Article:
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What do Babies' Understand?

By: Elizabeth Grace - Updated: 12 May 2012 | comments*Discuss
Cognitive Development T. Berry Brazelton

Newborn babies operate on pure instinct knowing only their needs for nourishment and human connection. It doesn't take long, however, for babies to develop a sense of the world around them as they begin to increase their knowledge and understanding in a number of areas.

First Impressions
The life of a newborn is pretty simple. They sleep a great deal of their day, often up to 16 hours, waking only periodically for feedings. During their waking hours, newborn babies tend to focus on sounds and lights, reacting physically to external stimuli. Babies also seem to have an understanding of the close bond that they share with their mothers, favouring a close, skin to skin connection when they are being held. In the very beginning, parents should be attentive to their infant's needs, responding quickly to cries of hunger and spending plenty of time snuggling their baby, giving her the sense that she is loved, safe, and secure.

Newborn Assessment
Dr. T. Berry Brazelton, distinguished expert in baby development and baby health, developed an evaluation tool called the Neonatal Behavioural Assessment Scale (NBAS) which is used worldwide "to assess not only the neurological and physical responses of newborns but also their emotional well-being and individual differences." Use of this system commonly referred to as "The Brazelton," can be used on infants newborn through two months of age and helps clinicians to instruct new parents as to the specific characteristics displayed by their baby, facilitating the parents' ability to understand their baby's needs. The Scale considers 28 behavioural and 18 reflex items and helps to assess baby's capabilities across different developmental areas. A basic profile of the baby is then generated, giving parents a picture of the best ways to sooth, comfort, and stimulate their individual child.

Constantly Learning
Babies come into this world without knowledge or expectations of what they will find (talk about a trip to the unknown!), but before long, their brains process a wide variety of input, allowing them to learn and remember new things every day. While every baby's cognitive development advances at their own rate, the first 12 months of life follow a somewhat predictable pattern.

One to two Months
During their first two months, babies show interest in new objects, turning their heads toward them and staring, seemingly studying the toys or faces.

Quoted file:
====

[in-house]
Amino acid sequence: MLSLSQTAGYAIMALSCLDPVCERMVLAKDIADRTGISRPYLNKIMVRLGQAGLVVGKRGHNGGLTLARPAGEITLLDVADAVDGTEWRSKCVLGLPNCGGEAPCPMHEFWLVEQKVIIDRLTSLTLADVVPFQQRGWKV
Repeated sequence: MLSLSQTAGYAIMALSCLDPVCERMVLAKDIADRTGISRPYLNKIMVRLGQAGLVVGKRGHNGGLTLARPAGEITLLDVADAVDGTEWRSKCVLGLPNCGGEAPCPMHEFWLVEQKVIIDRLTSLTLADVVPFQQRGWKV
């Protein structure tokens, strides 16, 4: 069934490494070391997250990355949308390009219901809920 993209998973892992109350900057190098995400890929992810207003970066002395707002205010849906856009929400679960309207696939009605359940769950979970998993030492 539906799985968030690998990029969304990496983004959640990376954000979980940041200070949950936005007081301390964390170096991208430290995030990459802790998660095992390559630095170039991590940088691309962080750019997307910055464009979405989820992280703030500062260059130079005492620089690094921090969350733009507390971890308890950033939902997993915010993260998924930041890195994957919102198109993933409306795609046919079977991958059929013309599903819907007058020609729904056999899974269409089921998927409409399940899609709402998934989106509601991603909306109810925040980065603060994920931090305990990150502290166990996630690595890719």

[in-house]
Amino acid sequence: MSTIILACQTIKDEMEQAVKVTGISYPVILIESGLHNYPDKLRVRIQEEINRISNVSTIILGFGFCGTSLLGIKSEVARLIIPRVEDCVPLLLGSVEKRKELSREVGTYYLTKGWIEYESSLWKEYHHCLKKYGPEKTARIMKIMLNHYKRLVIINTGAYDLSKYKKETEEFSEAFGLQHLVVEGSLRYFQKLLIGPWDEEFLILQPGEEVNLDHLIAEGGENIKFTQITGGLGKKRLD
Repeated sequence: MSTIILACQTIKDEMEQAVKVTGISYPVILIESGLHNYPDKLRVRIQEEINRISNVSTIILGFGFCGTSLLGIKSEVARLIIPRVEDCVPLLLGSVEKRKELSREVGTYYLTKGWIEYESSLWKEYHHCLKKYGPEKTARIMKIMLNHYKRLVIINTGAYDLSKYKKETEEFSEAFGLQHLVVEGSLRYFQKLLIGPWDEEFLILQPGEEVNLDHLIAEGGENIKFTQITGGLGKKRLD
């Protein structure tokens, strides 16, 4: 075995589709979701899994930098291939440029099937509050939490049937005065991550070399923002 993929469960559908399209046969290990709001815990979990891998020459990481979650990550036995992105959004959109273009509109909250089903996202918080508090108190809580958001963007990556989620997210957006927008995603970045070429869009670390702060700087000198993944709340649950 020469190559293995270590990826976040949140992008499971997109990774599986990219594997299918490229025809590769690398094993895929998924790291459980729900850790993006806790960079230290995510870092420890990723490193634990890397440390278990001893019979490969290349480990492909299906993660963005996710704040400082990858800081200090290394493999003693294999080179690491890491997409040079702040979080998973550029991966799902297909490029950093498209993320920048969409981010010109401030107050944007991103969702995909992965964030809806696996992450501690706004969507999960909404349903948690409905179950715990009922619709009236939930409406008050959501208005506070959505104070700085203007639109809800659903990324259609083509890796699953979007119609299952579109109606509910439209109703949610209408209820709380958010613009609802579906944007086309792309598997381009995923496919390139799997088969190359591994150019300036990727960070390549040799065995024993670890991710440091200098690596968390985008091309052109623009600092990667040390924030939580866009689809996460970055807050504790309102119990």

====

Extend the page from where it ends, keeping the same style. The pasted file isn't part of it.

Three to Four Months
Parents of three to four month old babies are provided with evidence that their little one is learning as the baby often shows signs that they have anticipatory responses to familiar stimuli. For instance, a four month old may kick and show excitement when they are placed in their buggies, looking forward to a pleasant walk.

Four to Six Months
As their visual acuity increases, babies are able to utilise their sense of sight along with their already keen senses of taste, feel, and hearing. This sensory integration allows babies to form a more complete picture of familiar and newly introduced objects. Parents often note that babies of this age show a fascination with their fingers and toes, wiggling them, staring intently, and even nibbling on them.

Six to Nine Months
One of the biggest advancements typical to this time frame is the development of object permanence. This important cognitive development means that babies understand that objects and people exist, even when they cannot actually see them.

Nine to Twelve Months
During the last quarter of their first year, babies begin to imitate the sounds and actions of others, showing a big advancement in their ability to think and reason. Also now fairly mobile, curious babies tend to enjoy exploration of their environment.

Amazing Transformations
The cognitive differences between newborn babies and those who have reached their first birthdays are enormous. By the time that they have covered themselves in celebratory cake for the very first time, babies have the ability to differentiate strangers from familiar faces, wave bye-bye, drink from a cup, express their opinions (clearly!), and they often have a small vocabulary of understandable words. Parents of one-year-olds are understandably proud -- just who is that bright, beautiful baby and where did that helpless newborn go?

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